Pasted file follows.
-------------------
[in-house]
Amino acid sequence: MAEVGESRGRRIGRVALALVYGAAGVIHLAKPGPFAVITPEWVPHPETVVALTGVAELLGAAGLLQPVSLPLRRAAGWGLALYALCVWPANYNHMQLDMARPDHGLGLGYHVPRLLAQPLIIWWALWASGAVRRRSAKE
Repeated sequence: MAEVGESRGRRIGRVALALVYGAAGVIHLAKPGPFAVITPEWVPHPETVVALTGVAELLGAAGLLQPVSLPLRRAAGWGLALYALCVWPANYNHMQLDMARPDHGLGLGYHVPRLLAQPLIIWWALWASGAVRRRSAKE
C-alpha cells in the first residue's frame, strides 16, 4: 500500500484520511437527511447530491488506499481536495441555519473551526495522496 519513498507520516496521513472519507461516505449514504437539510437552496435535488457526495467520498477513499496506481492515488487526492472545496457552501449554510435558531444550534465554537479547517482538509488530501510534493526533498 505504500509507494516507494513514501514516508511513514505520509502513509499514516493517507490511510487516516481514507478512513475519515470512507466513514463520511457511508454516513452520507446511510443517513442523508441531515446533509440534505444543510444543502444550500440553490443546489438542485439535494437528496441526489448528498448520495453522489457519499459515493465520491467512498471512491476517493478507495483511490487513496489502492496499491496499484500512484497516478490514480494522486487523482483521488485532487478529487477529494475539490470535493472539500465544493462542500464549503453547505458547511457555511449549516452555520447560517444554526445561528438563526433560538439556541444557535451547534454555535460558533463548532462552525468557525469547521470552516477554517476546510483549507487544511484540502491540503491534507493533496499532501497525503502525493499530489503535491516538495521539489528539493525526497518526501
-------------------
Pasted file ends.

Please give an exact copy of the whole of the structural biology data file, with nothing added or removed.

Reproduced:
[in-house]
Amino acid sequence: MAEVGESRGRRIGRVALALVYGAAGVIHLAKPGPFAVITPEWVPHPETVVALTGVAELLGAAGLLQPVSLPLRRAAGWGLALYALCVWPANYNHMQLDMARPDHGLGLGYHVPRLLAQPLIIWWALWASGAVRRRSAKE
Repeated sequence: MAEVGESRGRRIGRVALALVYGAAGVIHLAKPGPFAVITPEWVPHPETVVALTGVAELLGAAGLLQPVSLPLRRAAGWGLALYALCVWPANYNHMQLDMARPDHGLGLGYHVPRLLAQPLIIWWALWASGAVRRRSAKE
C-alpha cells in the first residue's frame, strides 16, 4: 500500500484520511437527511447530491488506499481536495441555519473551526495522496 519513498507520516496521513472519507461516505449514504437539510437552496435535488457526495467520498477513499496506481492515488487526492472545496457552501449554510435558531444550534465554537479547517482538509488530501510534493526533498 505504500509507494516507494513514501514516508511513514505520509502513509499514516493517507490511510487516516481514507478512513475519515470512507466513514463520511457511508454516513452520507446511510443517513442523508441531515446533509440534505444543510444543502444550500440553490443546489438542485439535494437528496441526489448528498448520495453522489457519499459515493465520491467512498471512491476517493478507495483511490487513496489502492496499491496499484500512484497516478490514480494522486487523482483521488485532487478529487477529494475539490470535493472539500465544493462542500464549503453547505458547511457555511449549516452555520447560517444554526445561528438563526433560538439556541444557535451547534454555535460558533463548532462552525468557525469547521470552516477554517476546510483549507487544511484540502491540503491534507493533496499532501497525503502525493499530489503535491516538495521539489528539493525526497518526501